October 8, 2015 / 3:33 PM / 4 years ago

Big Cisco bet on France offers relief from Air France fiasco

PARIS (Reuters) - Still reeling from front page images of shirtless Air France executives fleeing angry workers, the French government got a welcome boost on Thursday for its campaign to attract foreign investment from U.S. tech group Cisco.

French Economy Minister Emmanuel Macron (L) shakes hands with Cisco Executive Chairman John Chambers during a visit at the Cisco France headquarters in Issy-Les-Moulineaux, near Paris, France, October 8, 2015. REUTERS/Jacky Naegelen

Enthusing about how France would become Europe’s digital leader, Chairman John Chambers said the network infrastructure builder would double a 100 million euro ($113 million) investment in the country announced only months ago.

Flanked by Economy Minister Emmanuel Macron, Chambers told journalists during a visit to the company’s French headquarters that he was in no way deterred by footage of Air France executives hounded from failed job cut talks with unions, their shirts torn from their backs.

French leaders from President Francois Hollande on down the ranks warned earlier in the week that the incident risked scaring off the investors they are trying desperately to woo, by presenting a France mired in social conflict and resistant to change.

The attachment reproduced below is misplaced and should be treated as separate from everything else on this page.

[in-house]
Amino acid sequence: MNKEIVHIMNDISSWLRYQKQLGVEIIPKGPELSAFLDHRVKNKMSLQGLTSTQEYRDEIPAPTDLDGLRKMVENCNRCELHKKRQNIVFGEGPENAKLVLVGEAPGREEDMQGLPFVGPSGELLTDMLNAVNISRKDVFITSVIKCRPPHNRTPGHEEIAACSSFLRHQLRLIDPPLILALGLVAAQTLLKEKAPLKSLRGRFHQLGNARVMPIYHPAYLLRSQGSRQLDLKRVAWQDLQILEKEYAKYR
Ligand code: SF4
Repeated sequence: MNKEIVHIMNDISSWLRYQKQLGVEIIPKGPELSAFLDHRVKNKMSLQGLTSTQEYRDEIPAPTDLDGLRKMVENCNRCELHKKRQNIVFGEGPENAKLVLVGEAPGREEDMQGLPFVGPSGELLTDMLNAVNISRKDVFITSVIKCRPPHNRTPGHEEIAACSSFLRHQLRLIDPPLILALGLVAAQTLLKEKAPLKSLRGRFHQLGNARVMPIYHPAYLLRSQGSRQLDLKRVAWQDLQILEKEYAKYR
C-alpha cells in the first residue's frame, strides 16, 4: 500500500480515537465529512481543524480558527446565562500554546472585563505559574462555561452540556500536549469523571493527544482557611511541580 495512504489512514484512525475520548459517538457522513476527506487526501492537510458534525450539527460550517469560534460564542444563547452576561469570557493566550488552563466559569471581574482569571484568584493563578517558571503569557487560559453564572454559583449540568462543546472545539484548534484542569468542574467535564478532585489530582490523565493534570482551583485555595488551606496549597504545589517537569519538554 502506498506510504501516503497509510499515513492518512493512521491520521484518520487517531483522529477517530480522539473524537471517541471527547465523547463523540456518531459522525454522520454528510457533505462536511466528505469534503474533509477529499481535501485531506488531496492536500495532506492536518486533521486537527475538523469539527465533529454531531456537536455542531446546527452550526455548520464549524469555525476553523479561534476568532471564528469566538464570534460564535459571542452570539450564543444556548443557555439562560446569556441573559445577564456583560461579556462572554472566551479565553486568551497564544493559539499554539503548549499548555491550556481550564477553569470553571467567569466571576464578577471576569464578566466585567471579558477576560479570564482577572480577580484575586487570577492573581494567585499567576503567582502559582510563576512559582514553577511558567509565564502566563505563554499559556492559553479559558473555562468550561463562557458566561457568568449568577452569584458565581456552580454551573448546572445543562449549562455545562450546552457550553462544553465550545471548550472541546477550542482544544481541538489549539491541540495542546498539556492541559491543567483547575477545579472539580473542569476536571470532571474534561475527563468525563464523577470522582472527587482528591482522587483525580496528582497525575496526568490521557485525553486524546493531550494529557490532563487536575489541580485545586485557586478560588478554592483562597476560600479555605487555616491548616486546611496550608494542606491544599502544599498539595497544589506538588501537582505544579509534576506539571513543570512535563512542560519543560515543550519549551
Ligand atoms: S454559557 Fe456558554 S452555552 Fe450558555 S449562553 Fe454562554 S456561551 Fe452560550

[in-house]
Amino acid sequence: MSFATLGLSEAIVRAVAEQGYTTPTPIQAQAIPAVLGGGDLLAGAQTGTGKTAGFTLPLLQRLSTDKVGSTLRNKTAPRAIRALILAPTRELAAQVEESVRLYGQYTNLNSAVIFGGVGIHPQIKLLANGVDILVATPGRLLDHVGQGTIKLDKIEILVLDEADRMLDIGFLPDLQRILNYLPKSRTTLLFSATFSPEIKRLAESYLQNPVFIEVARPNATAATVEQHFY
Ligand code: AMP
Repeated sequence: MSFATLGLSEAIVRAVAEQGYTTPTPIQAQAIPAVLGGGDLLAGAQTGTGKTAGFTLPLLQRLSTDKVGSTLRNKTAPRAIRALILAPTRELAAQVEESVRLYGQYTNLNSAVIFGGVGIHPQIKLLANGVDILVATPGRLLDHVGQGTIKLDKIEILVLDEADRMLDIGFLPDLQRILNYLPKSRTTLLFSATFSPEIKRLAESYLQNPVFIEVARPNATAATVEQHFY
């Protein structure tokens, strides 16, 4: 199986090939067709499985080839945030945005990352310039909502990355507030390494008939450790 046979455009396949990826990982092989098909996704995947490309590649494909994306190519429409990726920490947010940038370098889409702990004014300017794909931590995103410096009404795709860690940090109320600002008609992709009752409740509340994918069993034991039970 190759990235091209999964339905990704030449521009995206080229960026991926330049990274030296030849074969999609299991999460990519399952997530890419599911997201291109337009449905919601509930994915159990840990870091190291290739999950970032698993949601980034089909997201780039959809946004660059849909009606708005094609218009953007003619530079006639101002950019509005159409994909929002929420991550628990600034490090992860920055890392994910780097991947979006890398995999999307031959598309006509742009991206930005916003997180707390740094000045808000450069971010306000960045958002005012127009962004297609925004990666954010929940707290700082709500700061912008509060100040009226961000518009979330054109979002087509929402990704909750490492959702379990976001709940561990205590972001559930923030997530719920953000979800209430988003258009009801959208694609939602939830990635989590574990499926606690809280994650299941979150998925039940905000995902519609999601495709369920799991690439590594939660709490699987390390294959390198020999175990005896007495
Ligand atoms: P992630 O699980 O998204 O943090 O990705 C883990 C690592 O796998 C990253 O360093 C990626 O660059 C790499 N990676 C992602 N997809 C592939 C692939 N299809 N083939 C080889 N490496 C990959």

Gushing about the government’s openness towards investors and France’s vibrant tech start-up scene, Chambers said the country could create a million jobs over three years while enjoying growth of up to three percent faster than peers.

“What excites me most about this trip is how fast the country is changing,” the Republican executive told journalists as the Socialist minister looked on approvingly.

Tuesday’s Air France incident could hardly have come at a worse time for the government, on the eve of a big push to attract venture capitalists that culminated in a reception at the prestigious Versailles palace outside Paris.

Macron, a youthful former investment banker, is working hard to drum up foreign investment and reverse the damage of a series of tax hikes targeting the wealthy that did much to boost France’s image as a high-tax country.

Working in his favor is France’s generous tax credit scheme - unique among OECD countries - that allows companies to get money back from the state for research and development spending.

Acknowledging tax was a decisive factor for Cisco’s investments, Chambers said: “If you really want to have engineers, you got to have an environment that rewards companies for investing in engineers and start-ups.”

($1 = 0.8883 euros)

(Corrects title in paragraphs two and six)

Reporting by Leigh Thomas; editing by Adrian Croft

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